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Title: Niche overlap between two sympatric frugivorous Neotropical primates: improving ecological niche models using closely-related taxa
Authors: Cavalcante, Thiago
Jesus, Anamélia de Souza
Rabelo, Rafael M.
Messias, Mariluce Rezende
Valsecchi, João
Ferraz, Daniel
Gusmão, Almerio Camara
Silva, Odair Diogo da
Faria, Luciano
Barnett, Adrian Ashton
Keywords: Biodiversity
Data Set
Habitat Loss
Neotropic Ecozone
Niche Overlap
Ateles belzebuth chamek
Ateles Paniscus
Lagothrix cana
Issue Date: 2020
metadata.dc.publisher.journal: Biodiversity and Conservation
metadata.dc.relation.ispartof: Volume 29, Número 8, Pags. 2749-2763
Abstract: Ecological niche models (ENMs) are widely used tools for predicting species geographic distribution as a function of environmental variables. The inclusion of biotic factors in the predictor suite can significantly increase the predictive power of such models, leading to a model closer to the realized niche for the species under investigation. In this study, we provide evidence of niche overlap between gray woolly monkeys (Lagothrix cana) and black-faced black spider monkeys (Ateles chamek) based on locality and ecological data covering their complete geographic range in the Amazon forests of Brazil, Peru and Bolivia. We also estimate the potential distribution of L. cana using environmental predictors, and the distribution of A. chamek as a biotic factor. Finally, we quantified current and future habitat loss and areas under legal protection. We found that only 39% of the L. cana area of occupancy is under legal protection and that the species could potentially lose up to 58% of habitat in the next 30 years. We also show that the use of a closely-related species that has a more robust dataset can improve ENMs of poorly studied, rare and/or cryptic species. The framework developed here can be applied to a wide range of sympatric species if they share similar ecological requirements. Since our focal species are the most frugivorous primates in our study region and especially vulnerable to habitat loss, the identification of highly suitable areas for both taxa can help to protect other forest-dwelling species, reducing the rate of overall biodiversity loss. © 2020, Springer Nature B.V.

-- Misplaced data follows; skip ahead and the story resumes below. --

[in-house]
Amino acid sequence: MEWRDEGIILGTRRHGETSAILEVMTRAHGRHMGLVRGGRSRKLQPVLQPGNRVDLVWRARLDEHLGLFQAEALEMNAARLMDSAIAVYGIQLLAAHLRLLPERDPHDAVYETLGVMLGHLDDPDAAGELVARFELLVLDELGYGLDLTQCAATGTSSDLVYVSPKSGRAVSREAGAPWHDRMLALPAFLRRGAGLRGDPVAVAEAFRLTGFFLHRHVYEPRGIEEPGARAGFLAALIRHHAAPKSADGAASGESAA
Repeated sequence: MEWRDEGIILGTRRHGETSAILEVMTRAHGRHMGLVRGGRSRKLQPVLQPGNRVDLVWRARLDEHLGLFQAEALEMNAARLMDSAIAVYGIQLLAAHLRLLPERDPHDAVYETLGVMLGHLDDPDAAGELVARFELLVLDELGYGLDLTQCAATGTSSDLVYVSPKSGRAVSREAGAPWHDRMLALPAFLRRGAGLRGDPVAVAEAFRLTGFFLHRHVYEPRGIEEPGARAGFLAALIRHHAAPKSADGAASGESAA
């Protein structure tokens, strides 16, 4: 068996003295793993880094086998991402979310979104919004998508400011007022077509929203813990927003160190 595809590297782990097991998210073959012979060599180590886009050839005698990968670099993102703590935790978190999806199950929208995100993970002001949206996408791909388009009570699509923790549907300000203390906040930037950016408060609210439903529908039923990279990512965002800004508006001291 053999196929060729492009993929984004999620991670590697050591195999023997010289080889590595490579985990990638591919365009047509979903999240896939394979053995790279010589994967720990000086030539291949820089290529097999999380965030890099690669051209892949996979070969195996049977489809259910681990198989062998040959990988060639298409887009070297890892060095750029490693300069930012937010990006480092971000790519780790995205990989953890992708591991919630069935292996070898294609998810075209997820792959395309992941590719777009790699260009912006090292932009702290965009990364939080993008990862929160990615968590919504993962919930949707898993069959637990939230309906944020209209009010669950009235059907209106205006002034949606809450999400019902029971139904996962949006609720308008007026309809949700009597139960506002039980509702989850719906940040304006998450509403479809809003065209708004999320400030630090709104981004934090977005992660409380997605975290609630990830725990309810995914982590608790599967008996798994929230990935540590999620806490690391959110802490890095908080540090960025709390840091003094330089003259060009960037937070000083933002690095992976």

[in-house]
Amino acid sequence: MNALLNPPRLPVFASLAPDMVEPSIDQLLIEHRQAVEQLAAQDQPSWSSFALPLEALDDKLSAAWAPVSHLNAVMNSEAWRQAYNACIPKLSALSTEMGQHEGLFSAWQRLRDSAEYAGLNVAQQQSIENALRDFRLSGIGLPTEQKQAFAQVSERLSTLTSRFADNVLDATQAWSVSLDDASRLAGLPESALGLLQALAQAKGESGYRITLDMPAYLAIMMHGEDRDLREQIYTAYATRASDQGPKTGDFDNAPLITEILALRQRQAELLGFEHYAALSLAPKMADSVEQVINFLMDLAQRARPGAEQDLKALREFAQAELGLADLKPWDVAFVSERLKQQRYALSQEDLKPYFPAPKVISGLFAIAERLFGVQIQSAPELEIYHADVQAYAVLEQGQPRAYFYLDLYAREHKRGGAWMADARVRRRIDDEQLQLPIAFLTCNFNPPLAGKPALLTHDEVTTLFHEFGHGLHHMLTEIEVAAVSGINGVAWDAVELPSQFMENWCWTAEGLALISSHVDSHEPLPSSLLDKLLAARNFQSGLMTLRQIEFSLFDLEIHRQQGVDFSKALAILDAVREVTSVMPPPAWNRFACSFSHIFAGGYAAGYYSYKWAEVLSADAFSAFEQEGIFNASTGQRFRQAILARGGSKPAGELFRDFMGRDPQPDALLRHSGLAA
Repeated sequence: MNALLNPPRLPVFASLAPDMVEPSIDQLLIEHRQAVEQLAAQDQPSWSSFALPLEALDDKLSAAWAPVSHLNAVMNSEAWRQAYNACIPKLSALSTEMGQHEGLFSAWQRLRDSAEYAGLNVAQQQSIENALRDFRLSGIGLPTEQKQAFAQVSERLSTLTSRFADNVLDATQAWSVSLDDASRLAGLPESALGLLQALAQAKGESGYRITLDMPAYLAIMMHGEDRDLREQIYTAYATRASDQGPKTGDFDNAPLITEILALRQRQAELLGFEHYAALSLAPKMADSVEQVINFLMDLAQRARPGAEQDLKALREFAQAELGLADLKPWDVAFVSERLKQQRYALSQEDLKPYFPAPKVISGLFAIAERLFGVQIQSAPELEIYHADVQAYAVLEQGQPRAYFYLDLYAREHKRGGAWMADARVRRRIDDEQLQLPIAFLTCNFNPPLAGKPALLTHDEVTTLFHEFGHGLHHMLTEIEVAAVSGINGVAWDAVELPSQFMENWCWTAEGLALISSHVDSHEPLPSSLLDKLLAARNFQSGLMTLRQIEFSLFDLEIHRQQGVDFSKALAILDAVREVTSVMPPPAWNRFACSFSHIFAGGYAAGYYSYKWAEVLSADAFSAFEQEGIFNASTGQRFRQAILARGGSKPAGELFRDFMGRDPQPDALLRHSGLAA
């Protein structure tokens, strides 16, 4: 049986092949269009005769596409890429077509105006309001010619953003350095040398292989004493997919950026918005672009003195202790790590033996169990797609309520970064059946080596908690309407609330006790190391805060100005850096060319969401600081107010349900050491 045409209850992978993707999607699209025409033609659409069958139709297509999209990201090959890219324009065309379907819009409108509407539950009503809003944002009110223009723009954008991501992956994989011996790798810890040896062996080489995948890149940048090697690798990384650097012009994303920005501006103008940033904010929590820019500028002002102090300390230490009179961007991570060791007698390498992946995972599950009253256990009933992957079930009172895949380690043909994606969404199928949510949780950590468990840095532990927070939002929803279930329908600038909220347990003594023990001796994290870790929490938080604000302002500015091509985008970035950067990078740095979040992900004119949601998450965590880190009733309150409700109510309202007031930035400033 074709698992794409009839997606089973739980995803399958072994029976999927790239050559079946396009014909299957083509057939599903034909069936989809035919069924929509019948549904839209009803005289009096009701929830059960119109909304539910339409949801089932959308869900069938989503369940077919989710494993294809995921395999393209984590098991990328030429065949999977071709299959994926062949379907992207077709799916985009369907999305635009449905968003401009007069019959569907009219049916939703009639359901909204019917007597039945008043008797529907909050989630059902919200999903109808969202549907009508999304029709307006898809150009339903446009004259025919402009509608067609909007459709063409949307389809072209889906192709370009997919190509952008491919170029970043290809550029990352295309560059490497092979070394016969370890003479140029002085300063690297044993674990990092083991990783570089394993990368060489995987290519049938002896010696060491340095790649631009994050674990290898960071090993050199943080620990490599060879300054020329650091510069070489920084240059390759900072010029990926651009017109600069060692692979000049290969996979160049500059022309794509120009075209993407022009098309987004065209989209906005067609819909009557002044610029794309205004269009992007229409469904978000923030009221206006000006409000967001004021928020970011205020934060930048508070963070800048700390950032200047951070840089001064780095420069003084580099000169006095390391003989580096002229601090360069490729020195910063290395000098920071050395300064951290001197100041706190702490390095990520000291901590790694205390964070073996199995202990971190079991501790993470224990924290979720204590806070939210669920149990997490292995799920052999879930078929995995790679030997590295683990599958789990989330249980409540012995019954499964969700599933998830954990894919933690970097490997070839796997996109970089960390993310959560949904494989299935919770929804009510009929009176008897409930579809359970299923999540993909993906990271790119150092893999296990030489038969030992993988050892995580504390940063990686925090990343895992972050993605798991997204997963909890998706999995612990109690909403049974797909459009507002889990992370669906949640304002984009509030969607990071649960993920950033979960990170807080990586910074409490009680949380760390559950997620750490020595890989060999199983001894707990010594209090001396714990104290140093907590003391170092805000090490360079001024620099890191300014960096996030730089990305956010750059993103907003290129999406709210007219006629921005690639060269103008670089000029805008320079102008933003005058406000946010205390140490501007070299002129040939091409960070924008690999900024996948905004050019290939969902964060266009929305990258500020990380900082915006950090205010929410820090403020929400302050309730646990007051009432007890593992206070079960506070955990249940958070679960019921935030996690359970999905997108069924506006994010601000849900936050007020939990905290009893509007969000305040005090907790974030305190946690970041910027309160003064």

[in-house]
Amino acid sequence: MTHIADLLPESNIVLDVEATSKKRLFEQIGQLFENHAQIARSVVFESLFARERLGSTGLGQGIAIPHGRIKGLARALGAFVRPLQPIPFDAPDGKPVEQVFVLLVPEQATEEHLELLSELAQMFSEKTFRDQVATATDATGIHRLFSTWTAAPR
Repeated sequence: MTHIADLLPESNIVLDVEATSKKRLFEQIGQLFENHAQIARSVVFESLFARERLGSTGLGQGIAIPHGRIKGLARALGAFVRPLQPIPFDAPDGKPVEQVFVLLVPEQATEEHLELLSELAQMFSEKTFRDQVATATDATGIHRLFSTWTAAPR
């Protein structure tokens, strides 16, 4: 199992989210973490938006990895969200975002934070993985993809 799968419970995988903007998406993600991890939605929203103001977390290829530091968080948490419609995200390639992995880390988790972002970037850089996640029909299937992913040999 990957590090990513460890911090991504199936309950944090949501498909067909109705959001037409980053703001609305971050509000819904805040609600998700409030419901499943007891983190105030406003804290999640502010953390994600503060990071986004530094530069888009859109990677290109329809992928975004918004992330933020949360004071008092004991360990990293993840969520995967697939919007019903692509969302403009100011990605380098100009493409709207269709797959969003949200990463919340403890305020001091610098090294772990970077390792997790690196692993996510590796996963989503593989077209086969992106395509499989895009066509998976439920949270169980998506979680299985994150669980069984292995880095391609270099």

metadata.dc.identifier.doi: 10.1007/s10531-020-01997-5
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